from The American Heritage® Dictionary of the English Language, 4th Edition

  • n. The quality or condition of being vain.
  • n. Excessive pride in one's appearance or accomplishments; conceit. See Synonyms at conceit.
  • n. Lack of usefulness, worth, or effect; worthlessness.
  • n. Something that is vain, futile, or worthless.
  • n. Something about which one is vain or conceited.
  • n. A vanity case.
  • n. See dressing table.
  • n. A bathroom cabinet that encloses a basin and its water lines and drain, usually furnished with shelves and drawers underneath for storage of toiletries.

from Wiktionary, Creative Commons Attribution/Share-Alike License

  • n. That which is vain, futile, or worthless; that which is of no value, use or profit.
  • n. Excessive pride in or admiration of one's own abilities, appearance or achievements.
  • n. A dressing table used to apply makeup, preen, and coif hair. The table is normally quite low and similar to a desk, with drawers and one or more mirrors atop. Either a chair or bench is used to sit upon.
  • n. Emptiness.
  • n. Any idea, theory or statement that is without foundation.

from the GNU version of the Collaborative International Dictionary of English

  • n. The quality or state of being vain; want of substance to satisfy desire; emptiness; unsubstantialness; unrealness; falsity.
  • n. An inflation of mind upon slight grounds; empty pride inspired by an overweening conceit of one's personal attainments or decorations; an excessive desire for notice or approval; pride; ostentation; conceit.
  • n. That which is vain; anything empty, visionary, unreal, or unsubstantial; fruitless desire or effort; trifling labor productive of no good; empty pleasure; vain pursuit; idle show; unsubstantial enjoyment.
  • n. One of the established characters in the old moralities and puppet shows. See Morality, n., 5.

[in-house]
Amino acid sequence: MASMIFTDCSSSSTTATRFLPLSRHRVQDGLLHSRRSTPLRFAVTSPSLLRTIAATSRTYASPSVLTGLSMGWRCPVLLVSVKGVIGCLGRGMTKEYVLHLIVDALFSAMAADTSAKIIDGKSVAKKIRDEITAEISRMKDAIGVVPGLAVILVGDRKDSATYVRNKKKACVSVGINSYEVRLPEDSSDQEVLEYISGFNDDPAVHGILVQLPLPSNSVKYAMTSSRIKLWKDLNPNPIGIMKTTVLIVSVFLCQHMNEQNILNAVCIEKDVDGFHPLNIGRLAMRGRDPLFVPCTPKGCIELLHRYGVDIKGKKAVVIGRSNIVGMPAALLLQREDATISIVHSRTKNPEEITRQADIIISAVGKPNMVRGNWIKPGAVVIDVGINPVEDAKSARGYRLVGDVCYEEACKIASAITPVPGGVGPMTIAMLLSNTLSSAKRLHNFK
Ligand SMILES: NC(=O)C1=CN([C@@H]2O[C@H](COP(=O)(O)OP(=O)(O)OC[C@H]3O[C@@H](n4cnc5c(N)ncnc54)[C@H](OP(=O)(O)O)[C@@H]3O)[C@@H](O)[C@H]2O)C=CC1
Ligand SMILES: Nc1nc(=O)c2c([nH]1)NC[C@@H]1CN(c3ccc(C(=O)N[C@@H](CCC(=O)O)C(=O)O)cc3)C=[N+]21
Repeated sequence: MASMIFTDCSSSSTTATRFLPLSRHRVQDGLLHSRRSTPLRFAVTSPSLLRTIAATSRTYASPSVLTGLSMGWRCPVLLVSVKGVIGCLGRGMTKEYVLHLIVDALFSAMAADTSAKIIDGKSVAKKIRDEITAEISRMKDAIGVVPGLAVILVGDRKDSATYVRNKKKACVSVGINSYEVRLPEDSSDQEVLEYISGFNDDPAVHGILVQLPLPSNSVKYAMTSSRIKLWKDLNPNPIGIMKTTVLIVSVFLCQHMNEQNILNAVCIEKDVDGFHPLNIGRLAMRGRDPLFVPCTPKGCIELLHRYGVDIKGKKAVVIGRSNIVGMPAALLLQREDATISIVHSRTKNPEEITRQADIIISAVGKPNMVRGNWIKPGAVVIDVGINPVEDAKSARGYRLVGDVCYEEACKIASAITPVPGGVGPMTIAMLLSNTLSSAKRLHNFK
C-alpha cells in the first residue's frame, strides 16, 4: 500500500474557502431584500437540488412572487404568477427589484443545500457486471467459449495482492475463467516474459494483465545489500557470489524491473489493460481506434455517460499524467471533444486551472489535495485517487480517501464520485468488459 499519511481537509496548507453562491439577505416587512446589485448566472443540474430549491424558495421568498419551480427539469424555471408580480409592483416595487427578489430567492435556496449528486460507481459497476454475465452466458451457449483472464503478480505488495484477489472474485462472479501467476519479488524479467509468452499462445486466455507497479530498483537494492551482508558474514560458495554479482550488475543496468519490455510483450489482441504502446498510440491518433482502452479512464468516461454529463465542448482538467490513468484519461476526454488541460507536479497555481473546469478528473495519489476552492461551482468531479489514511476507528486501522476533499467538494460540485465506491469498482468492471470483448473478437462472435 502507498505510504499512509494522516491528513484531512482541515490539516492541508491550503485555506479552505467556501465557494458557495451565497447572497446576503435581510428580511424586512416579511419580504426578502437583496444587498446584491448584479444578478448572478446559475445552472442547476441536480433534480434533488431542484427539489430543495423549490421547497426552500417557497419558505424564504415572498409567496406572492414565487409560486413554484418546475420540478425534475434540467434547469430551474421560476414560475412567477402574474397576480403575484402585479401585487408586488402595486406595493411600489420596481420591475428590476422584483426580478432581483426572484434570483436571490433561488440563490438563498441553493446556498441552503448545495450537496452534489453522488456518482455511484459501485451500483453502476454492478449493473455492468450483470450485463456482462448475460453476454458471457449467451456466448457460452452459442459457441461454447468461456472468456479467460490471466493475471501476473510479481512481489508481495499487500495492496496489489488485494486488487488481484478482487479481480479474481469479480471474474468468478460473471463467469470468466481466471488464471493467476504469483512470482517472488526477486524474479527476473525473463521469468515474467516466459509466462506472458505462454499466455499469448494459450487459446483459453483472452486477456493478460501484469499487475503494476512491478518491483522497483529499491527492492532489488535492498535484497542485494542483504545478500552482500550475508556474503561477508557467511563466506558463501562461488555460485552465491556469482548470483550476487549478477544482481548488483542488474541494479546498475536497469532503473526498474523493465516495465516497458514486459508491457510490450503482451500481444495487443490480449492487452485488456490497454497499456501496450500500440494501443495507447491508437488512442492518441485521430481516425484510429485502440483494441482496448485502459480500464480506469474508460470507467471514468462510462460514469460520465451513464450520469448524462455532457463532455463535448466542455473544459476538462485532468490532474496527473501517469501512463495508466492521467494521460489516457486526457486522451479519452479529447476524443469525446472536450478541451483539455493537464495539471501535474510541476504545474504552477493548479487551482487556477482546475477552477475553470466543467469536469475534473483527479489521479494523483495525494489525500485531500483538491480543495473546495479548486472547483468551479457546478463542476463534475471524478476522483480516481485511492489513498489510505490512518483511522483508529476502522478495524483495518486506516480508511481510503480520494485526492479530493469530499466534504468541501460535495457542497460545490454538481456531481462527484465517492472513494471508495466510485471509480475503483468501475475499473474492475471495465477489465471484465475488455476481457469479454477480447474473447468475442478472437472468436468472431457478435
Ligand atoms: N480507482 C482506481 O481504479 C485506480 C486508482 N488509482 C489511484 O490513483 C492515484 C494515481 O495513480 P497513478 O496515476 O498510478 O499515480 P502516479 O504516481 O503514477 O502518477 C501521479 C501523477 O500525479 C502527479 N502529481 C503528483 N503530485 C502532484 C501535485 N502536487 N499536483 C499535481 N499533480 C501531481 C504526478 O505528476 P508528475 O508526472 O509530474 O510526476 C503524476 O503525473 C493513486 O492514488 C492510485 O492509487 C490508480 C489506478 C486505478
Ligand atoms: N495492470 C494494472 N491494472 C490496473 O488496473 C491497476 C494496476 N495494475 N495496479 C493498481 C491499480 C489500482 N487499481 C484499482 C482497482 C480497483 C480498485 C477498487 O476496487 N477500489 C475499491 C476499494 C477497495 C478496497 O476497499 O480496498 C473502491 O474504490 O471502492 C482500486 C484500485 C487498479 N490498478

• n. same as dressing table.
  • n. A cabinet built around a bathroom sink, usually with a countertop and sometimes drawers.

from The Century Dictionary and Cyclopedia

  • n. The character or state of being vain
  • n. The desire of indiscriminate admiration; inflation of mind upon slight ground; empty pride, inspired by an overweening conceit of one's personal attainments or adornments, and making its possessor anxious for the notice and applause of others.
  • n. Ostentation; ambitious display; pompous vaunting; pride; vainglory.
  • n. That which is vain; anything empty, visionary, or unsubstantial
  • n. Fruitless desire or endeavor; effort which produces no result.
  • n. An empty or vain conceit; a trifle.
  • n. In the Bible, a heathen deity, as having no proper existence.
  • n. One of the personified vices in the old moralities and puppet-shows.

from WordNet 3.0 Copyright 2006 by Princeton University. All rights reserved.

  • n. low table with mirror or mirrors where one sits while dressing or applying makeup
  • n. feelings of excessive pride
  • n. the quality of being valueless or futile
  • n. the trait of being unduly vain and conceited; false pride


Middle English vanite, from Old French, from Latin vānitās, from vānus, empty.
(American Heritage® Dictionary of the English Language, Fourth Edition)
From Middle English vanite, from Old French vanité, from Latin vanitas, from Latin vanus, whence English vain. (Wiktionary)


  • ” “Vanity of vanity saith the Preacher, … all is vanity, ” where the word “vanity” indicates that striving is in vain, because death comes to all, and “there is no new thing under the sun.


  • The besetting sin of all women is vanity; _vanity is a woman's consciousness of her power over men. _ "


  • Thus, the label vanity -- which I did not invent, BTW.

    Philosophy at Ten Paces!

  • But the story of how the best of us can undone and destroyed by our vanity is an old and important one.

    Lance Mannion:

  • So, "Thriller" was just what you call a vanity video.

    CNN Transcript Jun 29, 2009

  • In theology, it is what we call vanity or the sin of pride.

    Archive 2007-07-01

  • 'It gets me into what they call vanity publishing.


  • As evidence of that campaign, the suit included several comments Mr. Lorre included on what he calls "vanity cards" that appear at the end of each episode.

    NYT > Home Page

  • We found that that the word 'vanity' doesn't have a negative connotation to it with this consumer.

    The Seattle Times

  • Besides outright plagiarism, I think a lot of the problem is what I call vanity publishing.

    "news" via big sleep in Google Reader


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  • Pull down thy vanity, I say pull down.
    Learn of the green world what can be thy place. - Ezra Pound

    February 18, 2011

  • “What a man thinks of himself, that is which determines, or rather indicates, his fate�?
    - Henry David Thoreau

    July 26, 2009